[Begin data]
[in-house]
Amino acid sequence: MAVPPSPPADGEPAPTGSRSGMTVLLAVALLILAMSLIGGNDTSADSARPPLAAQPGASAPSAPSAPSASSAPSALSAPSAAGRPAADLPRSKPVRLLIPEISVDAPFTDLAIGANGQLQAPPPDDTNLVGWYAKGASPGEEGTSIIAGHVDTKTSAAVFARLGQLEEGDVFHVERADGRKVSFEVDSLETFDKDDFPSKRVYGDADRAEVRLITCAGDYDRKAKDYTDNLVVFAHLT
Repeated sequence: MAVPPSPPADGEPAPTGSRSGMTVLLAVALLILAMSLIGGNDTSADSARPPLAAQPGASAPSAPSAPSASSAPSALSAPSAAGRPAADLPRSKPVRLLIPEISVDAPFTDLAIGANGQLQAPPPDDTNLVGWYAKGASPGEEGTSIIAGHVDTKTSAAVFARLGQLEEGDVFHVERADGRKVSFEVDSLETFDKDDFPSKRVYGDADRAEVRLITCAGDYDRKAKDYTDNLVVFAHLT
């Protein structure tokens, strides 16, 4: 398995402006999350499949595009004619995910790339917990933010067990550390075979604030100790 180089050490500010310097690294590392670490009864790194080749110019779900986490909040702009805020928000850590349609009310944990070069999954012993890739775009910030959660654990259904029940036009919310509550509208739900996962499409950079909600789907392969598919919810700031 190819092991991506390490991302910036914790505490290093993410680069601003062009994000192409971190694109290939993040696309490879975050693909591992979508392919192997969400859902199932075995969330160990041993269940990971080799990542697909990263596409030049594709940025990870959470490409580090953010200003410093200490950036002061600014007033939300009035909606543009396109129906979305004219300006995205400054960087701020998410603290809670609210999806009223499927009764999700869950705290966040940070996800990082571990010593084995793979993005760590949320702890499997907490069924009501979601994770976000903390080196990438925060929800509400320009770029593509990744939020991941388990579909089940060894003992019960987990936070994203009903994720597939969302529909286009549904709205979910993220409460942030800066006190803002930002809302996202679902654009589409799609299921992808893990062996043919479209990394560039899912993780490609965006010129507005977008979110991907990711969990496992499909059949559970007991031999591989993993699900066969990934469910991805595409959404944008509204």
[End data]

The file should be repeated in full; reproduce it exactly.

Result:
[in-house]
Amino acid sequence: MAVPPSPPADGEPAPTGSRSGMTVLLAVALLILAMSLIGGNDTSADSARPPLAAQPGASAPSAPSAPSASSAPSALSAPSAAGRPAADLPRSKPVRLLIPEISVDAPFTDLAIGANGQLQAPPPDDTNLVGWYAKGASPGEEGTSIIAGHVDTKTSAAVFARLGQLEEGDVFHVERADGRKVSFEVDSLETFDKDDFPSKRVYGDADRAEVRLITCAGDYDRKAKDYTDNLVVFAHLT
Repeated sequence: MAVPPSPPADGEPAPTGSRSGMTVLLAVALLILAMSLIGGNDTSADSARPPLAAQPGASAPSAPSAPSASSAPSALSAPSAAGRPAADLPRSKPVRLLIPEISVDAPFTDLAIGANGQLQAPPPDDTNLVGWYAKGASPGEEGTSIIAGHVDTKTSAAVFARLGQLEEGDVFHVERADGRKVSFEVDSLETFDKDDFPSKRVYGDADRAEVRLITCAGDYDRKAKDYTDNLVVFAHLT
């Protein structure tokens, strides 16, 4: 398995402006999350499949595009004619995910790339917990933010067990550390075979604030100790 180089050490500010310097690294590392670490009864790194080749110019779900986490909040702009805020928000850590349609009310944990070069999954012993890739775009910030959660654990259904029940036009919310509550509208739900996962499409950079909600789907392969598919919810700031 190819092991991506390490991302910036914790505490290093993410680069601003062009994000192409971190694109290939993040696309490879975050693909591992979508392919192997969400859902199932075995969330160990041993269940990971080799990542697909990263596409030049594709940025990870959470490409580090953010200003410093200490950036002061600014007033939300009035909606543009396109129906979305004219300006995205400054960087701020998410603290809670609210999806009223499927009764999700869950705290966040940070996800990082571990010593084995793979993005760590949320702890499997907490069924009501979601994770976000903390080196990438925060929800509400320009770029593509990744939020991941388990579909089940060894003992019960987990936070994203009903994720597939969302529909286009549904709205979910993220409460942030800066006190803002930002809302996202679902654009589409799609299921992808893990062996043919479209990394560039899912993780490609965006010129507005977008979110991907990711969990496992499909059949559970007991031999591989993993699900066969990934469910991805595409959404944008509204």